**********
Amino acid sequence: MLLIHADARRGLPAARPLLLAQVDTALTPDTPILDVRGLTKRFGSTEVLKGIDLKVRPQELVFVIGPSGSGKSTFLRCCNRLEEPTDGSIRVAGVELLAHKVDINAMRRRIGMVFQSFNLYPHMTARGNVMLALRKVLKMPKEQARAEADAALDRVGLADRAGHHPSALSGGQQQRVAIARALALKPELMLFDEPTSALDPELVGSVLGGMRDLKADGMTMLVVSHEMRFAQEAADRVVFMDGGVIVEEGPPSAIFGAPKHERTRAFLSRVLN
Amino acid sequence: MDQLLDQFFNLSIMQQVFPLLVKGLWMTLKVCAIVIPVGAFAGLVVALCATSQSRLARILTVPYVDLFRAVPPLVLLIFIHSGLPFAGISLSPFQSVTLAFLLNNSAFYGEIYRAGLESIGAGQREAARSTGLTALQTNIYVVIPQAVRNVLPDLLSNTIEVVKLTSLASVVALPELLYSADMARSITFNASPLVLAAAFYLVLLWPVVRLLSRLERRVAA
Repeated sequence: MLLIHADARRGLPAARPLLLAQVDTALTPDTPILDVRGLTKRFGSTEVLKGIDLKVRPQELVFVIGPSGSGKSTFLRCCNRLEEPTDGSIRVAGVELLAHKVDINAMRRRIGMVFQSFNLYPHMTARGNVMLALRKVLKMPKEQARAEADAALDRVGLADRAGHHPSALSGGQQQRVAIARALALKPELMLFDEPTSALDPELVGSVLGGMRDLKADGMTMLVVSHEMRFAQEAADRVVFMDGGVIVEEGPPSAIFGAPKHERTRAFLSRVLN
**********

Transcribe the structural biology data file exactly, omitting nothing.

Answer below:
Amino acid sequence: MLLIHADARRGLPAARPLLLAQVDTALTPDTPILDVRGLTKRFGSTEVLKGIDLKVRPQELVFVIGPSGSGKSTFLRCCNRLEEPTDGSIRVAGVELLAHKVDINAMRRRIGMVFQSFNLYPHMTARGNVMLALRKVLKMPKEQARAEADAALDRVGLADRAGHHPSALSGGQQQRVAIARALALKPELMLFDEPTSALDPELVGSVLGGMRDLKADGMTMLVVSHEMRFAQEAADRVVFMDGGVIVEEGPPSAIFGAPKHERTRAFLSRVLN
Amino acid sequence: MDQLLDQFFNLSIMQQVFPLLVKGLWMTLKVCAIVIPVGAFAGLVVALCATSQSRLARILTVPYVDLFRAVPPLVLLIFIHSGLPFAGISLSPFQSVTLAFLLNNSAFYGEIYRAGLESIGAGQREAARSTGLTALQTNIYVVIPQAVRNVLPDLLSNTIEVVKLTSLASVVALPELLYSADMARSITFNASPLVLAAAFYLVLLWPVVRLLSRLERRVAA
Repeated sequence: MLLIHADARRGLPAARPLLLAQVDTALTPDTPILDVRGLTKRFGSTEVLKGIDLKVRPQELVFVIGPSGSGKSTFLRCCNRLEEPTDGSIRVAGVELLAHKVDINAMRRRIGMVFQSFNLYPHMTARGNVMLALRKVLKMPKEQARAEADAALDRVGLADRAGHHPSALSGGQQQRVAIARALALKPELMLFDEPTSALDPELVGSVLGGMRDLKADGMTMLVVSHEMRFAQEAADRVVFMDGGVIVEEGPPSAIFGAPKHERTRAFLSRVLN